The History Of Cricket

This article lists some important dates in the history of cricket. People and events that had an effect on the game are discussed.

The game of cricket is the second most popular game in the world, second only to soccer. Cricket appears to have an eventful and colorful history, although the exact origins of the game are unknown. As far back as the 1300's, a mention of the game "creag" is found. However it is unclear whether this is the beginnings of modern-day cricket. The name "cricket" may have come from the word "cric". The word cric stood for the hooked staffs carried by Shepards. These may have been the first cricket bats. Cricket in its early days in England was considered a child's game, not to be played by serious adults.

In 1598 there was a written record of a game called "creckett" or "crickett". This may be the first recorded mention of the game that is played today. By 1611 cricket had become an adult game. Considered illegal and immoral, two men were arrested for playing the game rather than going to church. More and more arrests were made as the game grew in popularity.

At the end of the English Civil War in 1648, the new government clamped down on recreational cricket that was played on Sundays. In these days cricket was played mostly by the working class and Sunday was their only opportunity to play. Interest in the sport seemed to diminish. As the years progressed, cricket once again regained popularity as a betting game. In the year 1688 the Puritan government of England was gone and the Monarchy was in power again. Cricket was favored by the government and regained some respectability. There were still huge problems in the world of cricket however. Betting and rioting marred the game. Around the year 1784 a London magistrate deemed cricket to be "respectable" even though there were still problems with wagering.

Finally in the year 1788 the "Laws of Cricket" were born. The Laws were written by the Marylebone Cricket Club. Except for some minor revisions, these laws are still adhered to in present day cricket. One notable change was in 1864 when over arm bowling was first used legally. Cricket is the only sport today that has laws instead of rules. Gaining even more respectability in the late 1700s, cricket became the game of "gentlemen". The Laws of Cricket were used for play in England and the Eastern United States. These laws covered the length of the pitch, the distance from the pitching crease to the bowling crease, wicket size, and ball weight.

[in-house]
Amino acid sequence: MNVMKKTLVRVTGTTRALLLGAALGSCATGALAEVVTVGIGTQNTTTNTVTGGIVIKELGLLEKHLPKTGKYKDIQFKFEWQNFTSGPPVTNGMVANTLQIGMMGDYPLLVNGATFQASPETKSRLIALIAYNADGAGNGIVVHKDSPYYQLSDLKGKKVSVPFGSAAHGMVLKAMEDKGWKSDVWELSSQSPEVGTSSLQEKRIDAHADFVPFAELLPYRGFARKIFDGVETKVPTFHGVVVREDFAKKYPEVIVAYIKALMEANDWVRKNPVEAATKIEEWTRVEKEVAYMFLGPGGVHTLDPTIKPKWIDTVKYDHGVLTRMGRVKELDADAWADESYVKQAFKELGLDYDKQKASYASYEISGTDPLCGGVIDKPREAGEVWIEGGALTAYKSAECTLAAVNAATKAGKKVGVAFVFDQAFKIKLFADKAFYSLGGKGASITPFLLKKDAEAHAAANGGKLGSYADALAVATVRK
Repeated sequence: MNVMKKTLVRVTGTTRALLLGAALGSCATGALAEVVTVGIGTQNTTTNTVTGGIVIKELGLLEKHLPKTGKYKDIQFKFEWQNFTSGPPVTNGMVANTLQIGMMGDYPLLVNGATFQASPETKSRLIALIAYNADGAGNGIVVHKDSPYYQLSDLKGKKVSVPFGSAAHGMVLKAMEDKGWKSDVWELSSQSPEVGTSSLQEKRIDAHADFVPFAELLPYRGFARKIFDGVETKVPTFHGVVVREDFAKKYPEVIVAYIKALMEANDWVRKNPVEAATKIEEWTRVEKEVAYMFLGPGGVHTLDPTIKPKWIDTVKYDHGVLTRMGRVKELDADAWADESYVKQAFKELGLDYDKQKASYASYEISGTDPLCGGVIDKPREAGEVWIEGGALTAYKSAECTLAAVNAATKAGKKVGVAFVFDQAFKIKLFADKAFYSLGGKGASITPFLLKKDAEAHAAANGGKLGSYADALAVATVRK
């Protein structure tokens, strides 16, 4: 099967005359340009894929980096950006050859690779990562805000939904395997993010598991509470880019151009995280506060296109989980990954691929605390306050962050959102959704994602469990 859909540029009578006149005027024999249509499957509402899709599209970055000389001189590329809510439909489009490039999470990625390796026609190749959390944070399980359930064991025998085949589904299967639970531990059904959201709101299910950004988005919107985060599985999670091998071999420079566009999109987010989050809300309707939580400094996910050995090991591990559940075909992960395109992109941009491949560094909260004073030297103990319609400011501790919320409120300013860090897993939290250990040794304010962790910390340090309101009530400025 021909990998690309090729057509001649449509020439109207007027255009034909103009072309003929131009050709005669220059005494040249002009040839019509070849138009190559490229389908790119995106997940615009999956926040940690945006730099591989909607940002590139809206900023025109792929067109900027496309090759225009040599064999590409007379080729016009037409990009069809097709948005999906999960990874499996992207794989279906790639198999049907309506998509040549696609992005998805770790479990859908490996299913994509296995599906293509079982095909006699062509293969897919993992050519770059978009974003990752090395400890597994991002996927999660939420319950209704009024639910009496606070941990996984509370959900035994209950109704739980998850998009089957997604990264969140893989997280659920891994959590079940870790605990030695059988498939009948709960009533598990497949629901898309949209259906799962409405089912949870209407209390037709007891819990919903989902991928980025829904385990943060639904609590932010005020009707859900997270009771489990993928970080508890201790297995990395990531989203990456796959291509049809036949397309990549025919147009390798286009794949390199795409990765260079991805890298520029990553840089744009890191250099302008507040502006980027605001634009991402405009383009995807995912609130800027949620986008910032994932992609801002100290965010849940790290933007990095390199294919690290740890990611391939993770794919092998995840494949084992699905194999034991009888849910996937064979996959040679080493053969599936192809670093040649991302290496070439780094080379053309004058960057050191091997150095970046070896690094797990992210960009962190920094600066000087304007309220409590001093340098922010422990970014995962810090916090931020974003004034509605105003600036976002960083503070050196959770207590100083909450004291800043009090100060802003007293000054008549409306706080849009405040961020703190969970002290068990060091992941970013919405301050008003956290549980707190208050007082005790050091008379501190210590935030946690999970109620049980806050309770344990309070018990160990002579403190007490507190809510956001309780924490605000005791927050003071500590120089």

The cricket fields were leveled and manicured in the 1800's. Up until this time the fields were rough and bumpy. South Africa and Australia began to play cricket seriously during this time. In the year 1844 the first international game of cricket was played in the state of New York in the United States. This match was played between the United States and Canada. Later, in 1877, England traveled to Australia for the first international test match. The match was played in Melbourne Australia. The Australians won the match by 45 runs.

A few years later in 1882, Australia again beat England. It was a close match with Australia winning by 8 runs. This prompted an English writer to publish an obituary for English cricket. The obituary pronounced it "dead". It went on to say that the body would be cremated and that the ashes would be spread over Australia. The next summer England played another series against Australia. This was dubbed by the press as an English endeavor to "reclaim the ashes". A small trophy filled with ashes was made and given to the British Captain. To this day, all test matches between England and Australia are said to be played "for the ashes".

In the year 1900 cricket made its first and only appearance in the Olympics. The match was between France and Britain. Most of the French players came from the British Embassy in France, so mostly British players played the match. Britain won the match and the gold medal. Today there is a renewed interest in cricket becoming an Olympic game.

The ICC was formed in 1909. The Imperial Cricket Conference was formed to govern the laws of cricket. The ICC is known today as the International Cricket Conference. The founding countries of the ICC were England, South Africa, and Australia.

The years 1932 and 1933 saw the laws of cricket being tightened. English players were throwing short-pitched balls at the Australian batters in an attempt at intimidation. England won this series, but ill feelings still exist between Australian and English players because of this series.

In the 1960's some English teams began playing a shortened version of cricket that allowed a match to be completed in only one day. Up until this time the average cricket match could last up to five days. Some fans and players felt this shortened form of cricket to be an insult to the game, so it was not widely accepted by traditional cricket fans. The first one-day international match was played in Melbourne, Australia in 1971. This match prompted the ICC to organize the "Cricket World Cup" to be played every four years. These matches are strictly one-day matches.

In 1981 the ICC banned underarm bowling as a result of a match between New Zealand and Australia. Australian captain Greg Chappell ordered his brother Trevor to use the underarm bowling technique to stop New Zealand from winning a match. Greg's actions angered many in the cricketing community prompting the change.

Today cricket remains a well-loved sport. Some young men in Australia and England grow up hoping to one day "play for the ashes". It is a sport steeped in tradition and its fans are loyal. Although the history of cricket was rocky at times, it's a solid sport that will be around for years to come.

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